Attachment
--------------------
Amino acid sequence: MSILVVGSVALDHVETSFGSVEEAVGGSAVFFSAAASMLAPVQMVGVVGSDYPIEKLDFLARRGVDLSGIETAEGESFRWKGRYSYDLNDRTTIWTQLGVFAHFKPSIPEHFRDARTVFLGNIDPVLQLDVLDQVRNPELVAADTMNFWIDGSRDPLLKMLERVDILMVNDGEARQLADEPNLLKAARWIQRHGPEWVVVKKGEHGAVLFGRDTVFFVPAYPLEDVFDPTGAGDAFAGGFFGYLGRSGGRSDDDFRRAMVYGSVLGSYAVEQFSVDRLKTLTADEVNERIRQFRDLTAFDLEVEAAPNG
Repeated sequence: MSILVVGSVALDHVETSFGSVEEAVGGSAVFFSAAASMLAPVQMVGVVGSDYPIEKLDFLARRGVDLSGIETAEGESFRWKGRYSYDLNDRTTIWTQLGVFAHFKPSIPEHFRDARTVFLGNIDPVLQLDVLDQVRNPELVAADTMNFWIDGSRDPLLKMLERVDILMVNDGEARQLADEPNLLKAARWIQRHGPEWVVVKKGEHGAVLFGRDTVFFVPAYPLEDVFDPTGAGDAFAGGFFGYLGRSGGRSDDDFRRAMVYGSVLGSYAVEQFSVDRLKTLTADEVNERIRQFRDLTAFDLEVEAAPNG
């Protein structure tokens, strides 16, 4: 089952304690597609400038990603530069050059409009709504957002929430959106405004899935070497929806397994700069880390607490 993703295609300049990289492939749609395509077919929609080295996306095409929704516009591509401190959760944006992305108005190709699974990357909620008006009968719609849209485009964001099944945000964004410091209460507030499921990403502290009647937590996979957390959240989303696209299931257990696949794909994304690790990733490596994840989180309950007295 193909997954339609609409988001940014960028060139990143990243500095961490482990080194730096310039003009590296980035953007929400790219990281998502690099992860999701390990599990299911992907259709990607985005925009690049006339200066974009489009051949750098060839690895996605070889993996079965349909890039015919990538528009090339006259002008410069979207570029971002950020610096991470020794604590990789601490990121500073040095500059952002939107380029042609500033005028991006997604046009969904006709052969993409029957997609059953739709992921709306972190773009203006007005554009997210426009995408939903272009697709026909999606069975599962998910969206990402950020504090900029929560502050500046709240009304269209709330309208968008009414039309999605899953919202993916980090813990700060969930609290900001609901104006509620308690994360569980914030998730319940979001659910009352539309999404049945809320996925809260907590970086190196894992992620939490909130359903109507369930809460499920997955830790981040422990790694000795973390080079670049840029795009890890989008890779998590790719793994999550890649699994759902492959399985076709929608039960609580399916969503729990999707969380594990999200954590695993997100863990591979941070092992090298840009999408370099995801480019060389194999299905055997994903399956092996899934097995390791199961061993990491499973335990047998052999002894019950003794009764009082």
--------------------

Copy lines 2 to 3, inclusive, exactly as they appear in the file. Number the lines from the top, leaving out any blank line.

Repeated sequence: MSILVVGSVALDHVETSFGSVEEAVGGSAVFFSAAASMLAPVQMVGVVGSDYPIEKLDFLARRGVDLSGIETAEGESFRWKGRYSYDLNDRTTIWTQLGVFAHFKPSIPEHFRDARTVFLGNIDPVLQLDVLDQVRNPELVAADTMNFWIDGSRDPLLKMLERVDILMVNDGEARQLADEPNLLKAARWIQRHGPEWVVVKKGEHGAVLFGRDTVFFVPAYPLEDVFDPTGAGDAFAGGFFGYLGRSGGRSDDDFRRAMVYGSVLGSYAVEQFSVDRLKTLTADEVNERIRQFRDLTAFDLEVEAAPNG
């Protein structure tokens, strides 16, 4: 089952304690597609400038990603530069050059409009709504957002929430959106405004899935070497929806397994700069880390607490 993703295609300049990289492939749609395509077919929609080295996306095409929704516009591509401190959760944006992305108005190709699974990357909620008006009968719609849209485009964001099944945000964004410091209460507030499921990403502290009647937590996979957390959240989303696209299931257990696949794909994304690790990733490596994840989180309950007295 193909997954339609609409988001940014960028060139990143990243500095961490482990080194730096310039003009590296980035953007929400790219990281998502690099992860999701390990599990299911992907259709990607985005925009690049006339200066974009489009051949750098060839690895996605070889993996079965349909890039015919990538528009090339006259002008410069979207570029971002950020610096991470020794604590990789601490990121500073040095500059952002939107380029042609500033005028991006997604046009969904006709052969993409029957997609059953739709992921709306972190773009203006007005554009997210426009995408939903272009697709026909999606069975599962998910969206990402950020504090900029929560502050500046709240009304269209709330309208968008009414039309999605899953919202993916980090813990700060969930609290900001609901104006509620308690994360569980914030998730319940979001659910009352539309999404049945809320996925809260907590970086190196894992992620939490909130359903109507369930809460499920997955830790981040422990790694000795973390080079670049840029795009890890989008890779998590790719793994999550890649699994759902492959399985076709929608039960609580399916969503729990999707969380594990999200954590695993997100863990591979941070092992090298840009999408370099995801480019060389194999299905055997994903399956092996899934097995390791199961061993990491499973335990047998052999002894019950003794009764009082």